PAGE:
In T 677/97, the board took the view that the pre-decision examination procedure did not meet the minimum legal standard set by the EPC in Art. 96(2) EPC 1973 and R. 51(2) and (3) EPC 1973. R. 51(3) EPC 1973, by virtue of the phrase "where appropriate", allowed the examining division discretion to issue a first communication which is less than comprehensive. This interpretation of the EPC had been approved in decision T 98/88. It was incumbent on the examining division under Art. 96(2) EPC 1973 to send a second communication containing a reasoned statement as to why the objection under Art. 56 EPC was maintained. In making this finding the board was not departing from the established jurisprudence of the EPO boards of appeal which recognised that it was within the discretion of an examining division to issue a refusal decision after a single communication. In the circumstances of the case at issue, however, an immediate refusal was not a reasonable exercise of this discretion. The limits on the examining division's discretion in this respect were explained in decision T 951/92 (OJ 1996, 53).
The board stated that if a communication under R. 51(3) EPC 1973 and pursuant to Art. 96(2) EPC 1973 did not set out the essential legal and factual reasoning which would lead to a finding that a requirement of the EPC had not been met, then a decision based upon such a finding could not be issued without contravening Art. 113(1) EPC 1973, unless and until a communication had been issued which contained such essential reasoning. If a decision was issued in the absence of a communication containing such essential reasoning, Art. 96(2) EPC 1973 was also contravened, since in order to avoid contravening Art. 113(1) EPC 1973 it was "necessary" to issue a further communication (following decision T 640/91, OJ 1994, 918)."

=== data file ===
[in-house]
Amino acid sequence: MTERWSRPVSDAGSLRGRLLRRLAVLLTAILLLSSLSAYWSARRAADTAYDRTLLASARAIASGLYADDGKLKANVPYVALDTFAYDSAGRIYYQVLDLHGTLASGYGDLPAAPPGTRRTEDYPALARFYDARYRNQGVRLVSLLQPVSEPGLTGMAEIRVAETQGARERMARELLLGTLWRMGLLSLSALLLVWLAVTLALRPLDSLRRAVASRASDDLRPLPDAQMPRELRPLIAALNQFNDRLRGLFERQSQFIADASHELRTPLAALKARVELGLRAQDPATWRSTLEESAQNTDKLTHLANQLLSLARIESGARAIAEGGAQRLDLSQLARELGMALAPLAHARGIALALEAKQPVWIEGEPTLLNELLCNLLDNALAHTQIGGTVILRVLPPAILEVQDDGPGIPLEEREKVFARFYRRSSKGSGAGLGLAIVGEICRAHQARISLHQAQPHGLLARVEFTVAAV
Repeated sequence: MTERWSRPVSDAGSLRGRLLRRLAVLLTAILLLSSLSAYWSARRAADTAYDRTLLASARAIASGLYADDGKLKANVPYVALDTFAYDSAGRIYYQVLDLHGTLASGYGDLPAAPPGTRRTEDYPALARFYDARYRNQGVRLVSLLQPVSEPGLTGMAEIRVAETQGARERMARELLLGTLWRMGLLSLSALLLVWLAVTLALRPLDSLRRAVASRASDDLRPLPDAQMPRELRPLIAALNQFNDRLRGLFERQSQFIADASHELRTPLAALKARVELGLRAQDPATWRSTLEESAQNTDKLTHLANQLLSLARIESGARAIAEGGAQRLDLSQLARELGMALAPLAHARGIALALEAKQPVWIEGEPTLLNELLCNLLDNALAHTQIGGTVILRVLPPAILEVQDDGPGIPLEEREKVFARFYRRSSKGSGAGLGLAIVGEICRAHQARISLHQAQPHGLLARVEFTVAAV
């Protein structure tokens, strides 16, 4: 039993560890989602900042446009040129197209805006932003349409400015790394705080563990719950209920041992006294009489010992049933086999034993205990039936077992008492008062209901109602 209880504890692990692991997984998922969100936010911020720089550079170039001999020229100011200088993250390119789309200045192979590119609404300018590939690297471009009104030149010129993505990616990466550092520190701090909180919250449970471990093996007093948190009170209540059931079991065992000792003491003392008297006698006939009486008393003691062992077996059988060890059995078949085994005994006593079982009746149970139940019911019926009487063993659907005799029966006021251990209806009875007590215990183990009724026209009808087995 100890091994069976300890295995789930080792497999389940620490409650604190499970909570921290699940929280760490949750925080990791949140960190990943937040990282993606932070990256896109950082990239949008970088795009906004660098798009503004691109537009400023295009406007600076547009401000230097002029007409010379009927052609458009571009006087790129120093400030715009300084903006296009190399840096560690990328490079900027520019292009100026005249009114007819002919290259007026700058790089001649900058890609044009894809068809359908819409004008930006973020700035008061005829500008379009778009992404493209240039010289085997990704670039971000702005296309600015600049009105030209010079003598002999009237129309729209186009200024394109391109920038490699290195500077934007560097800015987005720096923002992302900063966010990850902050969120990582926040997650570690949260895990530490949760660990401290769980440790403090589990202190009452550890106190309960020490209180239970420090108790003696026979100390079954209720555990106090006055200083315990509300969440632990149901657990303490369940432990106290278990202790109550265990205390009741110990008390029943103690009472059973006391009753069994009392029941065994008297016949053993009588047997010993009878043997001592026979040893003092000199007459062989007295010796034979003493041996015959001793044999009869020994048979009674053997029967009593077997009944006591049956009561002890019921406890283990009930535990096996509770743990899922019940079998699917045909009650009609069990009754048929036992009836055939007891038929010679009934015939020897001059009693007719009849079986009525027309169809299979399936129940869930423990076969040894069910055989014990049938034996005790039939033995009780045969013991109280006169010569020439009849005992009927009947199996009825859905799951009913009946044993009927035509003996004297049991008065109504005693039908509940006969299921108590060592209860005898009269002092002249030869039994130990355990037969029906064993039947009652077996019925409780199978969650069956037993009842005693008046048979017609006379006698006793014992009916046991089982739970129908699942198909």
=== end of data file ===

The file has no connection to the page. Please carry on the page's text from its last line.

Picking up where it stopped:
In T 89/93 the board again held that the examining division could not refuse an application after a first communication if the applicant had made a serious attempt to overcome the objections raised or if it appeared likely that continuing the procedure would lead to a positive result. Following T 908/91, the board decided, however, that reimbursement of the fee for appeal would not be equitable (T 181/95, T 958/99, T 1578/05).
In T 1002/03 the board stated that it was established jurisprudence of the boards of appeal that an examining division did not exceed its discretionary power pursuant to Art. 96(2) EPC 1973 ("as often as necessary") by proceeding to an immediate refusal after a first communication, provided that the decision complied with Art. 113(1) EPC 1973, i.e. was based on grounds on which the appellant had had an opportunity to present comments. In the case in point, the examining division's first and only official communication under Art. 96(2) EPC 1973 stated that the deficiencies mentioned in the IPER gave rise to objections under the corresponding provisions of the EPC. In reply to the official communication the appellant filed a new set of claims in which only claim 1 had been amended to overcome the objection of lack of clarity in the IPER. In the board's view no special warning in the official communication was necessary in these circumstances. Accordingly the appellant's right to be heard (Art. 113(1) EPC 1973) was not violated and the examining division did not exercise its discretion in an unreasonable way by refusing the application after a single official communication (see also T 1969/07).